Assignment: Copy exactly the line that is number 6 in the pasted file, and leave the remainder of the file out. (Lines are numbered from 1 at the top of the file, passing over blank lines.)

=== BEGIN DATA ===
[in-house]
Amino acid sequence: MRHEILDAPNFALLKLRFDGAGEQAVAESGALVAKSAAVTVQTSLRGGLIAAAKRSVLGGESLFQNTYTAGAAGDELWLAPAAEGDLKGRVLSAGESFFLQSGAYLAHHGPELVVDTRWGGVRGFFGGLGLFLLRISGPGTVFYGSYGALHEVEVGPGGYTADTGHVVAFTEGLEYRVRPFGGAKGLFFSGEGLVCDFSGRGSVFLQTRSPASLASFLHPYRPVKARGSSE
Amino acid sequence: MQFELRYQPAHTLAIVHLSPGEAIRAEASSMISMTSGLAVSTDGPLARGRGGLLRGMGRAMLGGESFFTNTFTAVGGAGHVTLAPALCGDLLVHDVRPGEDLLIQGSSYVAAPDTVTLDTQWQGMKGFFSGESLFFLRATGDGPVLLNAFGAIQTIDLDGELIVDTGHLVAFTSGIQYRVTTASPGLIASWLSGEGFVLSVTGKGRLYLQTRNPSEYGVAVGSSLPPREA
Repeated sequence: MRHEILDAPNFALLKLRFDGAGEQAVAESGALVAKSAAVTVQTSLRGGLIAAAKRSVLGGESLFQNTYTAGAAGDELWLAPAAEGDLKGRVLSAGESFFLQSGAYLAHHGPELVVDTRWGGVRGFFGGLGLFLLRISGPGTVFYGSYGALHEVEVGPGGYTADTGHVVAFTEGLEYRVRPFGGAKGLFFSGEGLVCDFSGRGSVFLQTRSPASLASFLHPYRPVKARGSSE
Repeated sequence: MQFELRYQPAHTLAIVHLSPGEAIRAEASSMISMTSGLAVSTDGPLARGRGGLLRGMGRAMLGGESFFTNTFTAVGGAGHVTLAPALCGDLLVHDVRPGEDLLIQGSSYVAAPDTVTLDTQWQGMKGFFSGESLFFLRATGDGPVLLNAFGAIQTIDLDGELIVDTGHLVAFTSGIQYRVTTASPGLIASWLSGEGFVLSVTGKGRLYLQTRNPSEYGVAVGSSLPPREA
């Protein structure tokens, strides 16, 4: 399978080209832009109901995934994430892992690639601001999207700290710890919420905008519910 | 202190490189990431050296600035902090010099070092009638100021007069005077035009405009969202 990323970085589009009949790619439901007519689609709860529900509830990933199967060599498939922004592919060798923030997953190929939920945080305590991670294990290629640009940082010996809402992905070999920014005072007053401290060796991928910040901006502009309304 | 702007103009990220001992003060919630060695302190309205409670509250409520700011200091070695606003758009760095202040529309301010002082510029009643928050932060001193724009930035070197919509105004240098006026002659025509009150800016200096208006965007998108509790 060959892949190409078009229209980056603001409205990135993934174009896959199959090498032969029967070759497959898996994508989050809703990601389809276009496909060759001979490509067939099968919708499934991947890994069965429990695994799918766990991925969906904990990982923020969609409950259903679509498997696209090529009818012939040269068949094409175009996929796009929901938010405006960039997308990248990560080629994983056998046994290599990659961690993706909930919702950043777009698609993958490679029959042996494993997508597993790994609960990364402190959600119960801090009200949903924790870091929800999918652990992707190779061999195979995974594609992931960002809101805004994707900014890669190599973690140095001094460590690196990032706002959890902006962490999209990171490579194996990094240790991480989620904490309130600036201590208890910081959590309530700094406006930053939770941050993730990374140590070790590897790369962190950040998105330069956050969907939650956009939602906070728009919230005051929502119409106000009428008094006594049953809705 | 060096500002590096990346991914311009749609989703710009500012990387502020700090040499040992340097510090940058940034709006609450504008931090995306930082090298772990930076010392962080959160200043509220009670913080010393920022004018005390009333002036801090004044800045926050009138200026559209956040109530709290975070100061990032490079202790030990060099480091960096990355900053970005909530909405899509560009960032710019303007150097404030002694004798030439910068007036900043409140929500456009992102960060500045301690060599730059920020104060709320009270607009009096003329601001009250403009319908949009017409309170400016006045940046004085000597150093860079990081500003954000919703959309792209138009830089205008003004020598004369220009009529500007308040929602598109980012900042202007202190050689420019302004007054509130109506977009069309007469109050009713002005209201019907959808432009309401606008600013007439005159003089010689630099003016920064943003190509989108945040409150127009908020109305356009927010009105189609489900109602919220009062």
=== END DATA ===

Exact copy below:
């Protein structure tokens, strides 16, 4: 399978080209832009109901995934994430892992690639601001999207700290710890919420905008519910 | 202190490189990431050296600035902090010099070092009638100021007069005077035009405009969202 990323970085589009009949790619439901007519689609709860529900509830990933199967060599498939922004592919060798923030997953190929939920945080305590991670294990290629640009940082010996809402992905070999920014005072007053401290060796991928910040901006502009309304 | 702007103009990220001992003060919630060695302190309205409670509250409520700011200091070695606003758009760095202040529309301010002082510029009643928050932060001193724009930035070197919509105004240098006026002659025509009150800016200096208006965007998108509790 060959892949190409078009229209980056603001409205990135993934174009896959199959090498032969029967070759497959898996994508989050809703990601389809276009496909060759001979490509067939099968919708499934991947890994069965429990695994799918766990991925969906904990990982923020969609409950259903679509498997696209090529009818012939040269068949094409175009996929796009929901938010405006960039997308990248990560080629994983056998046994290599990659961690993706909930919702950043777009698609993958490679029959042996494993997508597993790994609960990364402190959600119960801090009200949903924790870091929800999918652990992707190779061999195979995974594609992931960002809101805004994707900014890669190599973690140095001094460590690196990032706002959890902006962490999209990171490579194996990094240790991480989620904490309130600036201590208890910081959590309530700094406006930053939770941050993730990374140590070790590897790369962190950040998105330069956050969907939650956009939602906070728009919230005051929502119409106000009428008094006594049953809705 | 060096500002590096990346991914311009749609989703710009500012990387502020700090040499040992340097510090940058940034709006609450504008931090995306930082090298772990930076010392962080959160200043509220009670913080010393920022004018005390009333002036801090004044800045926050009138200026559209956040109530709290975070100061990032490079202790030990060099480091960096990355900053970005909530909405899509560009960032710019303007150097404030002694004798030439910068007036900043409140929500456009992102960060500045301690060599730059920020104060709320009270607009009096003329601001009250403009319908949009017409309170400016006045940046004085000597150093860079990081500003954000919703959309792209138009830089205008003004020598004369220009009529500007308040929602598109980012900042202007202190050689420019302004007054509130109506977009069309007469109050009713002005209201019907959808432009309401606008600013007439005159003089010689630099003016920064943003190509989108945040409150127009908020109305356009927010009105189609489900109602919220009062």